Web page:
Honestly, I doubt many people here utilize more than 2 cores unless their software actually is designed for multi-threading and then only when it's processing something heavy.
  9. mward333 macrumors 6502a


    Jan 24, 2004
    I use my 8-core Mac Pro for scientific computing, and also for visualization. I keep each core running a separate process, because my current project is able to be completely run in parallel. If I had 1000 processors, I could use them, one at a time.

    In fact, I often batch jobs out to our network of computing nodes (over 7000 nodes last time I checked), to get some massively parallel work done. My Mac Pro is really like a little test machine for me.

    All my computations are compiled with gcc so that they are very low-level and fast. I optimized my code so it is pretty zippy. In fact, I got a huge performance boost last year when I realized that one section of my code was spending too long doing verification.
  10. VirtualRain thread starter macrumors 603


    Aug 1, 2008
    Vancouver, BC
    I think you guys who are running virtualization and modelling software know you can utilize as many cores as you have available... This thread is more oriented towards the media professional who's wondering whether they will benefit from 8 cores (16 threads with Hyperthreading) or can make do with 4 cores (8 threads).

    I'm one such individual... If someone can point to some benchmarks of Photoshop or FCP running on multi-core systems, that would be great!
  11. shokunin macrumors regular

    Jun 7, 2005

    Barefeats has a number of articles on speed tests between 8core and dual core. Here's one example...


    Most of the profesional media apps that are truly multi-threaded that scale to use 4 cores could probably scale to use 8. Even when I do a lot of encoding, I'll reduce the number of threads that Compressor will run as I have virtual machines and other loads on the system. It's nice that I can 'limit' the threading so it doesn't automatically scale across all 8 cores. I can leave headroom for other applications.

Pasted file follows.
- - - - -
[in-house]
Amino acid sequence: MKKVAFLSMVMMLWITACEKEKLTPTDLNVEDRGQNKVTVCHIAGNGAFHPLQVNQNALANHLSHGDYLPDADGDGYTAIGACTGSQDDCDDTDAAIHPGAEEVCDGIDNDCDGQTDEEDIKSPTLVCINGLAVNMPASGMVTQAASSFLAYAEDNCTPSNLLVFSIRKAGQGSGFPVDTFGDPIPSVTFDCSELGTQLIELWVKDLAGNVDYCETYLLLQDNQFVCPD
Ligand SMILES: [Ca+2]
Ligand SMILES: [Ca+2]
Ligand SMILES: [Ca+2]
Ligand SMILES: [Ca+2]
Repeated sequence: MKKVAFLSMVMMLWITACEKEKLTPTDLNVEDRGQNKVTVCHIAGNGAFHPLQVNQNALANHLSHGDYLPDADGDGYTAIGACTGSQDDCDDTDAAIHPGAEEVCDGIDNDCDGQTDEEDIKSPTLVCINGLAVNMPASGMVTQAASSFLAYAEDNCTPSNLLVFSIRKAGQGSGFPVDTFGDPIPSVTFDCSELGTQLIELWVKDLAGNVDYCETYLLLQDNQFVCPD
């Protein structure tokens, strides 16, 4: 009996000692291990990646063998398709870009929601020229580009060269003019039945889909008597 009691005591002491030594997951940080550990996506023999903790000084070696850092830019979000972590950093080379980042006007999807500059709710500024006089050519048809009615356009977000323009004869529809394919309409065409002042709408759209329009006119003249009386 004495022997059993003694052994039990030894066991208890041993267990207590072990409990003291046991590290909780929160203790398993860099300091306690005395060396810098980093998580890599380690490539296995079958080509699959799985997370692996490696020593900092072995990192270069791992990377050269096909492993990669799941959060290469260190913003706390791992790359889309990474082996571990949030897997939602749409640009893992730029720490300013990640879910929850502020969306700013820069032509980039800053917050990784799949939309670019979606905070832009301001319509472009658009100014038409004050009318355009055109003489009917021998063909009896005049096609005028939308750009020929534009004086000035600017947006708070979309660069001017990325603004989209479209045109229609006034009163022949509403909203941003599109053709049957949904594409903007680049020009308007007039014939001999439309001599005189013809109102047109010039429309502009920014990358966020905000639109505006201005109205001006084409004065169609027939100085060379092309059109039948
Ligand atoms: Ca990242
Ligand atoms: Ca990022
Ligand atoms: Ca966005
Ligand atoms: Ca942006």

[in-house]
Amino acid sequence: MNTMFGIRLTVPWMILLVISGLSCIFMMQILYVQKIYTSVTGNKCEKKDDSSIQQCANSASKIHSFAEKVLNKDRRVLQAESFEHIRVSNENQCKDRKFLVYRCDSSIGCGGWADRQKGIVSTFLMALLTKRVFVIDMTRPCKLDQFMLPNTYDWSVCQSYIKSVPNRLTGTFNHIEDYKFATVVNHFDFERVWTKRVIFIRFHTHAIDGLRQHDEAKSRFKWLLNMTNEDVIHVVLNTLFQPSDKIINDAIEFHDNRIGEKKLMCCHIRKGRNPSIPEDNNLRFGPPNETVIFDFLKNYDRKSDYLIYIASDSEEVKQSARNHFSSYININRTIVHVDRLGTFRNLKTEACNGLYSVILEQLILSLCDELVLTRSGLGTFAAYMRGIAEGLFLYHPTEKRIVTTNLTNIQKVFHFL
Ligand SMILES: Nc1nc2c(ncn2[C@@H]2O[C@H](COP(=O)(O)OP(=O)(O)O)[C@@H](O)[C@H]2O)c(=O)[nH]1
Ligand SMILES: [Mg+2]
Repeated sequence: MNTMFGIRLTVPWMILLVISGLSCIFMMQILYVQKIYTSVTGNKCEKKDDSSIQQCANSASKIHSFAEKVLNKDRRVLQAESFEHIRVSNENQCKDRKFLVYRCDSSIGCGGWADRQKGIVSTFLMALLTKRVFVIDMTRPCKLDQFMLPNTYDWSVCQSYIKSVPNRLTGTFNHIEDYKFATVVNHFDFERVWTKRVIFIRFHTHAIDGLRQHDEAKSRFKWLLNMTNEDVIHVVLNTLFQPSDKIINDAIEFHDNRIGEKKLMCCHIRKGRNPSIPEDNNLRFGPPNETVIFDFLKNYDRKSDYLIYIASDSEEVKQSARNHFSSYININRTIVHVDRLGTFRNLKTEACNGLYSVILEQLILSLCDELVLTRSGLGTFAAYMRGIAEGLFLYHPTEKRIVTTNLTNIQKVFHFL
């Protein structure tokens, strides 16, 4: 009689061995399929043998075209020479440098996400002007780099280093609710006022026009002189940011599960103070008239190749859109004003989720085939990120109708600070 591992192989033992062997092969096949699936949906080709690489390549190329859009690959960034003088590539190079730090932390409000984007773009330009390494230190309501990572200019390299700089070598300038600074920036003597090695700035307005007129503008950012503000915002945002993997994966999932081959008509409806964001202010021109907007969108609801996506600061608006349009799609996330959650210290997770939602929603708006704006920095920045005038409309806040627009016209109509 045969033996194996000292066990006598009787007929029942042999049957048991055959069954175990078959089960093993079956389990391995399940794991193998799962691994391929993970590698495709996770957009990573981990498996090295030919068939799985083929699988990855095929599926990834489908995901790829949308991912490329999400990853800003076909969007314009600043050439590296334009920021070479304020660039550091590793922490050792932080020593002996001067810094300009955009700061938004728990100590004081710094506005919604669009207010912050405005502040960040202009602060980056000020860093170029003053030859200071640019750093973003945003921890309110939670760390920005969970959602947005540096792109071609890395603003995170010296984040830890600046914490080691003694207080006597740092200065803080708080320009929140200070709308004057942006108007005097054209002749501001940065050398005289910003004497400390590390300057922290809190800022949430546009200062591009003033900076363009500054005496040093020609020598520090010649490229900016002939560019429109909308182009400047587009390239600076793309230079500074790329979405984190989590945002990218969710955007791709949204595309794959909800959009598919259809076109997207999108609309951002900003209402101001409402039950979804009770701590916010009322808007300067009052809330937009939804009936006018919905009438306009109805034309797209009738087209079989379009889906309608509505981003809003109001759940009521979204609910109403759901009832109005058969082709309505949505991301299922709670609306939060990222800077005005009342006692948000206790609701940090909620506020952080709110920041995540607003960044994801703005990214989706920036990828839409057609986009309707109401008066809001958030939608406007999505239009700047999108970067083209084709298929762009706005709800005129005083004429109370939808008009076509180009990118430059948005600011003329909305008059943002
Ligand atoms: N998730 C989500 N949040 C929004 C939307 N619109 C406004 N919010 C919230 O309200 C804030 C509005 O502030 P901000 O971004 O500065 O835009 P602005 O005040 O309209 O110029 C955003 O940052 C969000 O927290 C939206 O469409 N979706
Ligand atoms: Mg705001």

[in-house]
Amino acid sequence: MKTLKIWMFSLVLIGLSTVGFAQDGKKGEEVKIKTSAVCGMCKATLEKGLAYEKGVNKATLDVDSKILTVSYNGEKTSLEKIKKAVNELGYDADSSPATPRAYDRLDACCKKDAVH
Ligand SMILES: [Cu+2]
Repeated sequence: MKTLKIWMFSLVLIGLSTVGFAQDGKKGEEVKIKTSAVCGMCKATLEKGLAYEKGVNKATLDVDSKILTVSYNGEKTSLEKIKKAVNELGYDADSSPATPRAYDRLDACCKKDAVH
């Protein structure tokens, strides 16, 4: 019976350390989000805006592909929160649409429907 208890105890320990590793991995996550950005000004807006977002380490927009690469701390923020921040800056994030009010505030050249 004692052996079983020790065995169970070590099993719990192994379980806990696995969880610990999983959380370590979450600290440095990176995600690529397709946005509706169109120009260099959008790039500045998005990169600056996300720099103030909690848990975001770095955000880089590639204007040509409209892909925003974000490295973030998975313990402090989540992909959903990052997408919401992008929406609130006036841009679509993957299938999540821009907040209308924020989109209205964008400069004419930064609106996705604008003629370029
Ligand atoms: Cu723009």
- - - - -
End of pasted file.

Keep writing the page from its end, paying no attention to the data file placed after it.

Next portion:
I'm hoping that Grand Central will help utilization across cores. Actually, I'm more excited about what OpenCL can bring with media encoding. Imagine a Nvidia GTX 295 dual GPU Chips, 1.8GB of onboard DDR3 Ram helping out with video encoding.
  12. mchalebk macrumors 6502a

    Feb 4, 2008
    I think there is one other consideration that seems to be largely ignored in conversations like this: how long you plan to keep the computer.

    In my opinion, if you upgrade your computer every two or three years, it only matters what applications you plan to run in the near future. In this case, most people would not need, or even be able to take advantage of, eight cores.

    On the other hand, if you keep your computer for many years (say 5 or more), the eight cores are likely to come in handy.

    In 4 or 5 years, most applications will probably be able to take advantage of multiple cores. If you plan to keep your computer for longer than 3 or 4 years, I would suggest that you should consider getting an 8-core machine. If you will likely replace it in 2 or 3 years, it's probably not worth paying for the extra cores unless you have specialized software that can take advantage of more than four cores.